Prodigal Padawan’s Tale: “Ahsoka” Review

0
168

E.K. Johnston’s “Ahsoka” provides some of the last puzzle pieces into the tale of Anakin Skywalker’s apprentice. It is a book for all “Clone Wars” enthusiasts as well as for those interested in Ahsoka Tano’s complete life story. It is especially ideal for those who are eagerly waiting for the return of The Clone Wars and who need a dose of Ahsoka in their lives.

Imperials, Rebels, Inquisitors

“Ahsoka” takes place in the time period between the end of the Clone Wars and the beginning of the Rebellion. It starts roughly a year after the formation of the Empire. It does not only answer the questions about Ahsoka – what did she do after Order 66, how did she join the Rebel cause, how did she get her white lightsabers – but it also provides some background on the humble beginnings of Bail Organa’s resistance effort, about the Inquisitors, and the state of the Galaxy overall. It does not go very deep into these matters, but paints a clear enough picture that the reader can make sense of it.

The story itself tells about Ahsoka’s adventures in the Outer Rim, but more than the events themselves, the plot centers on the Togruta herself. The character and her perception of events, her decision-making is the center of the book. The struggle between not being a Jedi in name, but still being one in spirit; the struggle between wanting to help others yet not being discovered by the Empire that is still searching for Jedi survivors. There is a lot about Ahsoka’s personal perception and feelings and these make the story very compelling.

A Page-Turner?

Subjectively, “Ahsoka” read better to me than most of the other new Star Wars novels. The style was neat, the plot was flowing and did not get stuck. It was not such a page-turner as e.g. “Phasma” was at times, but it maintained my concentration better than “Aftermath” and even more than “Thrawn”. In many of the contemporary SW stories, I have stumbled upon the problem that at some point, the plot turned uninteresting when the main character left the stage known from the films and went to unfamiliar places to interact with unfamiliar characters, and the book often stopped feeling like Star Wars.

That was not a problem with “Ahsoka”, despite the fact that it takes place almost exclusively in unfamiliar places and the heroine interacts with unfamiliar characters. Much of it can be attributed to the story’s strong centering on Ahsoka’s point of view. Wherever she is and whatever she does, we can see that it is still the same Ahsoka from The Clone Wars, evaluating the situation, weighing everything on the scales of her life experiences as a Jedi and then as an outcast.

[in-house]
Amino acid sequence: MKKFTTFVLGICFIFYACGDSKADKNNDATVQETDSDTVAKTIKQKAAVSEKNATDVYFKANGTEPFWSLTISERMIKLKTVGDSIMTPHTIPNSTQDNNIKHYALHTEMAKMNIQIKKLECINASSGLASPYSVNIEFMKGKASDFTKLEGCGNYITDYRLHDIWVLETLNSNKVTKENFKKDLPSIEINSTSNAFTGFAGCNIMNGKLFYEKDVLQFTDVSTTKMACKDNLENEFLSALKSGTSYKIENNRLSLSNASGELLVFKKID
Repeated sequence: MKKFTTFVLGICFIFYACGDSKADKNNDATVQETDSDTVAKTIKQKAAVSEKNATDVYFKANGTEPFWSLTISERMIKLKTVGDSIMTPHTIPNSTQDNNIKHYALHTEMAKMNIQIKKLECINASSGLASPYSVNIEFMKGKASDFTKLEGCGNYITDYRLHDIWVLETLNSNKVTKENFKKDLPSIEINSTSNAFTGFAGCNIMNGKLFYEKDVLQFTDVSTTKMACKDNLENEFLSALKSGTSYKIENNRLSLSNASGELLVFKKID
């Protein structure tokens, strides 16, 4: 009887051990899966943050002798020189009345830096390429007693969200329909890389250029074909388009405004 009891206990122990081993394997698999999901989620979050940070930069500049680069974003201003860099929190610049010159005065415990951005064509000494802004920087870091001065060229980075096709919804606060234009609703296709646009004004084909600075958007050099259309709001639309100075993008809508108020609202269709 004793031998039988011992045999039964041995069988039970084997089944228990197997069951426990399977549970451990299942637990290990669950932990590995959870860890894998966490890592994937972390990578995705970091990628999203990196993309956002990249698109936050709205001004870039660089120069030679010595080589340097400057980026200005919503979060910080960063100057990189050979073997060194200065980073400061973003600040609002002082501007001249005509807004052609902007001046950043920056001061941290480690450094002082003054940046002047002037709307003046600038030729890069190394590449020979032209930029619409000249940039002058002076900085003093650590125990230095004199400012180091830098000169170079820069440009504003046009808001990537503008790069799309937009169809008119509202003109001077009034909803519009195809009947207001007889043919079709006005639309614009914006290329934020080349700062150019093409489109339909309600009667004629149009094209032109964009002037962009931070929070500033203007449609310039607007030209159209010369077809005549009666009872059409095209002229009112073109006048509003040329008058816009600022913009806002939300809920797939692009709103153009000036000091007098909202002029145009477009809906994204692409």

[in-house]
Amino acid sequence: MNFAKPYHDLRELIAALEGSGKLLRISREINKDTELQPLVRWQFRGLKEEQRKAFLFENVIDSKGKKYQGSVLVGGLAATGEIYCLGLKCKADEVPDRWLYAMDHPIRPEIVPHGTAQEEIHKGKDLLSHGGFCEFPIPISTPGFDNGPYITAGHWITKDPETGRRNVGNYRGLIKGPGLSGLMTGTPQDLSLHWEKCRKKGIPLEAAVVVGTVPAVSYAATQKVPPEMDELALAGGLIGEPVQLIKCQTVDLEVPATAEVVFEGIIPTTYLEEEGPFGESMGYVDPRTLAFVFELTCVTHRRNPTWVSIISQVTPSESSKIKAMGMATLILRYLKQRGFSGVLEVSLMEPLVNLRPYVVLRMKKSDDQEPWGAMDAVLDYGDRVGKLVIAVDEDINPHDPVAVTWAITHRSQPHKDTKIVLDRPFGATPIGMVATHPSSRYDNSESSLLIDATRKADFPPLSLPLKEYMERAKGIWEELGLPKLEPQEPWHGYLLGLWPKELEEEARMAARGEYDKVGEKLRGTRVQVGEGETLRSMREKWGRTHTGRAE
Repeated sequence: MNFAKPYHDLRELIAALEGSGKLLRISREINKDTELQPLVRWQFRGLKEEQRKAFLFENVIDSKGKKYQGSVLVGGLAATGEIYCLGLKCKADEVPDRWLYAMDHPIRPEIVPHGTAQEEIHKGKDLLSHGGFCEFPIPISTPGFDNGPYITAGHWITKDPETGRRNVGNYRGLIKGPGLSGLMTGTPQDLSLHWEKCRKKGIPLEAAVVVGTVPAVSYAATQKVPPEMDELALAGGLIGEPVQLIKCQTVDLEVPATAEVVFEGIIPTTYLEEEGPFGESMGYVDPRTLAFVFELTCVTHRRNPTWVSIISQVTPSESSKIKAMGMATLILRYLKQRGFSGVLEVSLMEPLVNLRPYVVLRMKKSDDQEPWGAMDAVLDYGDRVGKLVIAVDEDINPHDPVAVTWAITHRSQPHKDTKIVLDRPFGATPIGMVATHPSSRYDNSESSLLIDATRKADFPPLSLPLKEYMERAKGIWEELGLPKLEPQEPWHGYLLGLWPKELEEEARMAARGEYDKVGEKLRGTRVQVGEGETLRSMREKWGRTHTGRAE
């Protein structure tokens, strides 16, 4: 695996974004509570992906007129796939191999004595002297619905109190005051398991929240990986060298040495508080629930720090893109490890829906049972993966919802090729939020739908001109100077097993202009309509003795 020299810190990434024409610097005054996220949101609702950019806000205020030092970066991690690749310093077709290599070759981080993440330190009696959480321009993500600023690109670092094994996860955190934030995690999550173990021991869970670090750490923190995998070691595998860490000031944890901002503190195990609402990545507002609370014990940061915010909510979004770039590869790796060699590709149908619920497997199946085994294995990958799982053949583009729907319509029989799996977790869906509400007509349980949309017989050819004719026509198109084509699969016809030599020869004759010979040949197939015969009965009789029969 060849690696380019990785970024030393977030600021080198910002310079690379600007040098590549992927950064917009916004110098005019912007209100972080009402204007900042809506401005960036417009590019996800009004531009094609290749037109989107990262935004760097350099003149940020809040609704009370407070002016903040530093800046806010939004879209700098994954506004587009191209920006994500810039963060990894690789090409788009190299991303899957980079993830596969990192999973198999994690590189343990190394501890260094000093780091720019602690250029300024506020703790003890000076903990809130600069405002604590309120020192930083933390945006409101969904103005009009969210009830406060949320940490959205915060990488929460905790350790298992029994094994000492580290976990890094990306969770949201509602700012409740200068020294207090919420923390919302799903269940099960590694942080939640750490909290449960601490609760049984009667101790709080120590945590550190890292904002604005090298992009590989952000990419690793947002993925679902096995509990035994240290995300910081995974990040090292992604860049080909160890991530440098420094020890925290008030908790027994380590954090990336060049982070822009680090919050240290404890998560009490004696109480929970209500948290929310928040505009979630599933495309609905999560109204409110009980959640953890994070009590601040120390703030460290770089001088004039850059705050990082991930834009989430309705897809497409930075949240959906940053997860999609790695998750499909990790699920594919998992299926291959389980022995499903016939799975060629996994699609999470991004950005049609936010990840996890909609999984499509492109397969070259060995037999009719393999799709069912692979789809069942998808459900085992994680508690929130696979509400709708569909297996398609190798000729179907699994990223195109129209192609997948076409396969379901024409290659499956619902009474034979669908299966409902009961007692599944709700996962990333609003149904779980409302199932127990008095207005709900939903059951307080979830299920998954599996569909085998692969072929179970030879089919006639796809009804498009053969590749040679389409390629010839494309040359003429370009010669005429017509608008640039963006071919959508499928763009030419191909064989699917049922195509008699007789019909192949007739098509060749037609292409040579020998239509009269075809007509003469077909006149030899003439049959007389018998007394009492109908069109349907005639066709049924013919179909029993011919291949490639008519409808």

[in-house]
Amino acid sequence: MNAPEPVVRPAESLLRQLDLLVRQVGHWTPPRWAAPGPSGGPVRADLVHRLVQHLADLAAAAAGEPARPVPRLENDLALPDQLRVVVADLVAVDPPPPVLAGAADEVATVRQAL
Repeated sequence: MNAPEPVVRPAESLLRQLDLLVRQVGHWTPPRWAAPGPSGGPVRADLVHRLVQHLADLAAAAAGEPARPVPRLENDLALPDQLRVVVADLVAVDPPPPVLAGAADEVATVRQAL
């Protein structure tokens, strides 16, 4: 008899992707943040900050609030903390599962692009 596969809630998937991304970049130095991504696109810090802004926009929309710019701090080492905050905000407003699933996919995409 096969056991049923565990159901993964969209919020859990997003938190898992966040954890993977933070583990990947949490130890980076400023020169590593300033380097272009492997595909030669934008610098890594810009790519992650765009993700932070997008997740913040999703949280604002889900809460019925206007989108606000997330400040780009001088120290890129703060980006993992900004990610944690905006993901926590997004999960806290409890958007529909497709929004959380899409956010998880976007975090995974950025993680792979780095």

The prose is in the right place between too simple and too complicated. E. K. Johnston’s writing style is not too flowery, but not too bland. The story is intended to be easily accessible also for young readers. I appreciated the virtual absence of gore and brutal scenes (I still think it does not belong in Star Wars). “Ahsoka” describes things like death, violence and even torture in a manner that acknowledges them, but does not revel in their gory descriptions.

A Gem (Or, Crystal) Among SW Novels

There are small details in the story that refer to earlier events from The Clone Wars, or point ahead to Rebels, or beyond. When Ahsoka decides to rebuild her lightsabers, she logically wishes to go to the planet Ilum where she had once helped younglings get their lightsaber crystals. (The book has some interesting pieces of lore regarding lightsaber crystals, by the way. And I loved the way Ahsoka acquires her new crystals, definitely one of the most interestingly written pieces of the plot.) The way Ahsoka fights one of the Inquisitors echoes the same moves she later uses in Rebels. Plus, the book has a short prologue refering to Maul, Rex and the events on Mandalore around the end of the Clone Wars – just to give the story a bit of a frame.

All in all, “Ahsoka” is light, relaxing reading (which does not mean in any way “simple”). The book is not even very long, reads well, and has overall fairly positive tone. As Star Wars novels go, I would definitely place it among the top titles.

SHARE
Rostislav Kurka
Rostislav is a Protestant theologian and a self-trained Sith, counting Jan Hus, Dorothee Sölle, Darth Revan and Darth Traya among his main influences. He hails from the hundred-towered city of Prague, where he had spent a large part of his life creating worlds and inspiring young generations to roleplay. His involvement in organising children's camps led him to accidentally writing a Lord of the Rings musical, which made him temporarily famous, and a Three Musketeer-Jedi fanfilm, which didn't. He has recently moved to the frozen waste of Finland, because that's it, the Rebels are there.